Effects of removal on spatial organization and habitat use of bobcats
Lynch, Greg Swanson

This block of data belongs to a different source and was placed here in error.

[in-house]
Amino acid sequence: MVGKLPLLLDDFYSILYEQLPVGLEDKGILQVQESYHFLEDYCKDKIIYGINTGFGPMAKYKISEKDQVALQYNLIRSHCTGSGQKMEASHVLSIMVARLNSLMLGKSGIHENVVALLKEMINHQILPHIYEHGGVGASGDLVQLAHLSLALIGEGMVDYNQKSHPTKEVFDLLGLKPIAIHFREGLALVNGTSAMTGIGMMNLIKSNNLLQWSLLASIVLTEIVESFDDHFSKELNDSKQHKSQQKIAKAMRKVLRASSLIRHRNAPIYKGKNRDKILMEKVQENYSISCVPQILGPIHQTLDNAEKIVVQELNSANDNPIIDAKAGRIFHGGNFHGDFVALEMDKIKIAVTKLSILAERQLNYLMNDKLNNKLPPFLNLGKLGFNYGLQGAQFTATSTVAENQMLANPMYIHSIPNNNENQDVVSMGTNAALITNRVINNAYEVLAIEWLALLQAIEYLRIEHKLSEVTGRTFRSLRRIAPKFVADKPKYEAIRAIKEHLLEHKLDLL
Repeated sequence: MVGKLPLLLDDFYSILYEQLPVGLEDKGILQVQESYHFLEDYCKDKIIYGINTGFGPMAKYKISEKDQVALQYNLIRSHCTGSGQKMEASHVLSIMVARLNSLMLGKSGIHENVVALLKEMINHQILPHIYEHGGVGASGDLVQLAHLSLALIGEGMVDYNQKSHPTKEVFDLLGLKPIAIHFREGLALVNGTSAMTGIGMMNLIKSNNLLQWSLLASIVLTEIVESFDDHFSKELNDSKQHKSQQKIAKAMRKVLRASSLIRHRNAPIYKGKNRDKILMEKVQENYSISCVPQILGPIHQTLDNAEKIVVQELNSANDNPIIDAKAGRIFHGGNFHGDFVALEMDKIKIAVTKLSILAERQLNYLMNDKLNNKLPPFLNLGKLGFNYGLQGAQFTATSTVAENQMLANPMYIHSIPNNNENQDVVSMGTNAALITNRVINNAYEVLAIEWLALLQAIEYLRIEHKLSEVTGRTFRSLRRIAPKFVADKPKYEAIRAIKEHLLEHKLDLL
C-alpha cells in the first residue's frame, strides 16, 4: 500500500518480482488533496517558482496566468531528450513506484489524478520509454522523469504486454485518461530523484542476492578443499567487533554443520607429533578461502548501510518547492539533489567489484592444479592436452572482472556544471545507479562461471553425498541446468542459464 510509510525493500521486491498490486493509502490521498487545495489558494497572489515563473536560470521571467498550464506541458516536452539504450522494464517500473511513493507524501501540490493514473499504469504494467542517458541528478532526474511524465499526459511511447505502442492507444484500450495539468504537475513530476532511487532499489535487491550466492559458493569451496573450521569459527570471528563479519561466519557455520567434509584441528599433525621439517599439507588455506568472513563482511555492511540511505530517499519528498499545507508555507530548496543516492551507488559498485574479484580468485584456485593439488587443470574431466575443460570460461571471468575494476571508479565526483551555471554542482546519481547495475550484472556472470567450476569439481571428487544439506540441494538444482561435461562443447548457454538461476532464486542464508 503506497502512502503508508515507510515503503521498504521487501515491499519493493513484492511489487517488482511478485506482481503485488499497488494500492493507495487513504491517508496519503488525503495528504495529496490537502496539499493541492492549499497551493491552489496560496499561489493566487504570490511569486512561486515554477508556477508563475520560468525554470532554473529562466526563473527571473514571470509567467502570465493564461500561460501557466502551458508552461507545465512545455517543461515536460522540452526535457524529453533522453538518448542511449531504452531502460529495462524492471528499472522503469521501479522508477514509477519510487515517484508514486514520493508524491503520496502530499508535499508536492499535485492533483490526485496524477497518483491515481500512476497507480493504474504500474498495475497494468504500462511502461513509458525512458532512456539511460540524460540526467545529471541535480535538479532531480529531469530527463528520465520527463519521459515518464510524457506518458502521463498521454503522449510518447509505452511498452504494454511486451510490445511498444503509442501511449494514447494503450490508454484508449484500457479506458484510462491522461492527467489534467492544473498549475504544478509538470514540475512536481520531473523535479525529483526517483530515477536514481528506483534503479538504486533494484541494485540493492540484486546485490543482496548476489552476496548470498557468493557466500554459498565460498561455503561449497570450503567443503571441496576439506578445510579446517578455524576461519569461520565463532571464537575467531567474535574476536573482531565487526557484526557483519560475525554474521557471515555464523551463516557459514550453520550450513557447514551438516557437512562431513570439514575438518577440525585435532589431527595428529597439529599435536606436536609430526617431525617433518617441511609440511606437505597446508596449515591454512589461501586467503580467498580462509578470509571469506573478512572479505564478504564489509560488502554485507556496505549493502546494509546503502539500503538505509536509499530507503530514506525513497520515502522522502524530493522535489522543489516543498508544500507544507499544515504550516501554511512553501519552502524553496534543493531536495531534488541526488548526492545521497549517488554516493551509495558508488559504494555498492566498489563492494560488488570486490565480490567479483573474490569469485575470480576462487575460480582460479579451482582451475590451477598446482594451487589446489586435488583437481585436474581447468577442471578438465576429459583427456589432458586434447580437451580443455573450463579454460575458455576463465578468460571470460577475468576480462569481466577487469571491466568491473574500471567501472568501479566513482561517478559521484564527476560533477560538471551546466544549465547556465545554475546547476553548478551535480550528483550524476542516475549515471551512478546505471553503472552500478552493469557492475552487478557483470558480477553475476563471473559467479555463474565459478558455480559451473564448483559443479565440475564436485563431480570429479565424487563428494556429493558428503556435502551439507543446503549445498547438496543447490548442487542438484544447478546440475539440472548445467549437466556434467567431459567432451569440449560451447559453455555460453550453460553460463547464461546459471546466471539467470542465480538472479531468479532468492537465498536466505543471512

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This study investigated bobcat (Lynx rufus) spatial organization and habitat use relative to a known decrease in population resulting from an experimental removal. After an approximately 50% reduction in abundance, male bobcats shifted (F1,3=138.08, P= 0.0013) their home ranges when surrounding bobcats were removed. Dispersion of animal locations increased less as a function of removal for female bobcats that were exposed to the removal of a male (F1,14=6.78, P=0.0209), or both a male and female (F1,14=8.27, P=0.0122) than for control animals. Male bobcats may have shifted their home ranges to gain access to more breeding opportunities. The decrease in dispersion of female locations may be the result of a decrease in intraspecific competition or possibly the result of less detailed maintenance or inspection of scent markings along the boundary of a bobcat’s territory. Neither habitat selection nor habitat use differed as a function of removal in this study, suggesting that density-dependent habitat selection was not occurring.